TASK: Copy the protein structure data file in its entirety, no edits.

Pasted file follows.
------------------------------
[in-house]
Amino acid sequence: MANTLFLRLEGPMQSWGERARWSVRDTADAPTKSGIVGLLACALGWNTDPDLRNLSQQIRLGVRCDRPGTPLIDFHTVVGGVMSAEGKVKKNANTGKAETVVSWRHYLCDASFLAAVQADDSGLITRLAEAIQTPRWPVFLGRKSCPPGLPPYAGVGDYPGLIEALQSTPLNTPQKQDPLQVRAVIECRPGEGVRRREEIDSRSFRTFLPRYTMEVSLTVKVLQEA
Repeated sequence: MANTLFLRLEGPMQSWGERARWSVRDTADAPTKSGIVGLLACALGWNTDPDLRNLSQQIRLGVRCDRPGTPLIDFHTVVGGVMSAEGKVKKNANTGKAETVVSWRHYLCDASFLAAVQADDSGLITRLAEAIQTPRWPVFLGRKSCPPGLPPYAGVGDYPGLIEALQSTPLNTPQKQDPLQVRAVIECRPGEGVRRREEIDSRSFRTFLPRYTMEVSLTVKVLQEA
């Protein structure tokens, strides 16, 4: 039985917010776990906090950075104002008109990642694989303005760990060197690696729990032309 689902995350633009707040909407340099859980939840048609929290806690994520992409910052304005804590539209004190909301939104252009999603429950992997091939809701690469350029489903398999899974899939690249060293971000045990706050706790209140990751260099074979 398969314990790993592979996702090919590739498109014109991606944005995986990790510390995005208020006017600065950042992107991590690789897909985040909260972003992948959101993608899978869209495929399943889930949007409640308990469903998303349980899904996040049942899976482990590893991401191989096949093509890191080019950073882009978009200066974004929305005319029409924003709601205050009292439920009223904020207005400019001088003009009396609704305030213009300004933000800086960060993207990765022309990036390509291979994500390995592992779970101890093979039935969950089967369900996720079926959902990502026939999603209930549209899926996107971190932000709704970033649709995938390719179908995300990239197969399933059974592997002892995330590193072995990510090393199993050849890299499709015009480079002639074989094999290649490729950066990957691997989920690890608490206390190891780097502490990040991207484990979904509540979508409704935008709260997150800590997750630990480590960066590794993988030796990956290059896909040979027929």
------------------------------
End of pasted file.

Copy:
[in-house]
Amino acid sequence: MANTLFLRLEGPMQSWGERARWSVRDTADAPTKSGIVGLLACALGWNTDPDLRNLSQQIRLGVRCDRPGTPLIDFHTVVGGVMSAEGKVKKNANTGKAETVVSWRHYLCDASFLAAVQADDSGLITRLAEAIQTPRWPVFLGRKSCPPGLPPYAGVGDYPGLIEALQSTPLNTPQKQDPLQVRAVIECRPGEGVRRREEIDSRSFRTFLPRYTMEVSLTVKVLQEA
Repeated sequence: MANTLFLRLEGPMQSWGERARWSVRDTADAPTKSGIVGLLACALGWNTDPDLRNLSQQIRLGVRCDRPGTPLIDFHTVVGGVMSAEGKVKKNANTGKAETVVSWRHYLCDASFLAAVQADDSGLITRLAEAIQTPRWPVFLGRKSCPPGLPPYAGVGDYPGLIEALQSTPLNTPQKQDPLQVRAVIECRPGEGVRRREEIDSRSFRTFLPRYTMEVSLTVKVLQEA
């Protein structure tokens, strides 16, 4: 039985917010776990906090950075104002008109990642694989303005760990060197690696729990032309 689902995350633009707040909407340099859980939840048609929290806690994520992409910052304005804590539209004190909301939104252009999603429950992997091939809701690469350029489903398999899974899939690249060293971000045990706050706790209140990751260099074979 398969314990790993592979996702090919590739498109014109991606944005995986990790510390995005208020006017600065950042992107991590690789897909985040909260972003992948959101993608899978869209495929399943889930949007409640308990469903998303349980899904996040049942899976482990590893991401191989096949093509890191080019950073882009978009200066974004929305005319029409924003709601205050009292439920009223904020207005400019001088003009009396609704305030213009300004933000800086960060993207990765022309990036390509291979994500390995592992779970101890093979039935969950089967369900996720079926959902990502026939999603209930549209899926996107971190932000709704970033649709995938390719179908995300990239197969399933059974592997002892995330590193072995990510090393199993050849890299499709015009480079002639074989094999290649490729950066990957691997989920690890608490206390190891780097502490990040991207484990979904509540979508409704935008709260997150800590997750630990480590960066590794993988030796990956290059896909040979027929």